As predicted in a prior blog post earlier this year, the Internet Corporation for Assigned Names and Numbers (ICANN) voted today to approve the new generic top level domain (gTLD) program, opening the door to additional top level domains, particularly those of international language. Applications for newly proposed gTLDs will be accepted between January 12, 2012 and April 12, 2012. Read the press release for full details.
Today, DNS domain administrators are typically concerned with a handful of TLDs "under" which to register their organization's domain name(s) and maintain zone data. For example most commercial organizations register within the .com gTLD and perhaps a country code TLD (ccTLD) in which services or products are offered. The addition of perhaps hundreds of new TLDs, many of them "international", meaning they are respresented in non-ASCII characters, could present a couple of new challenges for DNS administrators.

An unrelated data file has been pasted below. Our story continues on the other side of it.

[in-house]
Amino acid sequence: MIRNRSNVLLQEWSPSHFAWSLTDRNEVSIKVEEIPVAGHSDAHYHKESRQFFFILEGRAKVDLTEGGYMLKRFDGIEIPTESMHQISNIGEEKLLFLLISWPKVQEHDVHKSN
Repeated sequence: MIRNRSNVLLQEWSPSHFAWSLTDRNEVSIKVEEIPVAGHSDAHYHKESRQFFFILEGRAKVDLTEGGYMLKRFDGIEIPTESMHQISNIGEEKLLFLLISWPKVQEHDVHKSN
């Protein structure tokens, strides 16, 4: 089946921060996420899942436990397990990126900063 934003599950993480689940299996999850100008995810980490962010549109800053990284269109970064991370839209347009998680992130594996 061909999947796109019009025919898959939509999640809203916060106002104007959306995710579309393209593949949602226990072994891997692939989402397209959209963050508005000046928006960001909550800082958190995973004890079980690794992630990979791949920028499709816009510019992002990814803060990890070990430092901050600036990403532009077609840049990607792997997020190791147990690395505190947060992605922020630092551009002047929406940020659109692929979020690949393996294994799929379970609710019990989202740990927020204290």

The first challenge is that of sheer effort in supporting the registration process with each gTLD of interest. Corresponding zones and zone data must also be configured, though use of a common zone file can simplify the ongoing maintenance effort required, assuming you're publishing common DNS data across all TLDs. The second challenge relates to configuring international domain names (IDNs) in DNS. Several RFCs define this process under the guise of International Domain Names for Applications (IDNA). If you'd like to read up on IDNA and the effort required to implement it, check out my new white paper.
While most of us have enough to do without taking on additional work, the business side of your organization may wish to simplify access to your website and email for users of a particular language. Supporting international gTLDs enables fully "native language" domains names. What could be simpler? As is typical, "simple" for end users translates into more work on network administration. But supporting additional revenue opportunities benefits everyone in the organization.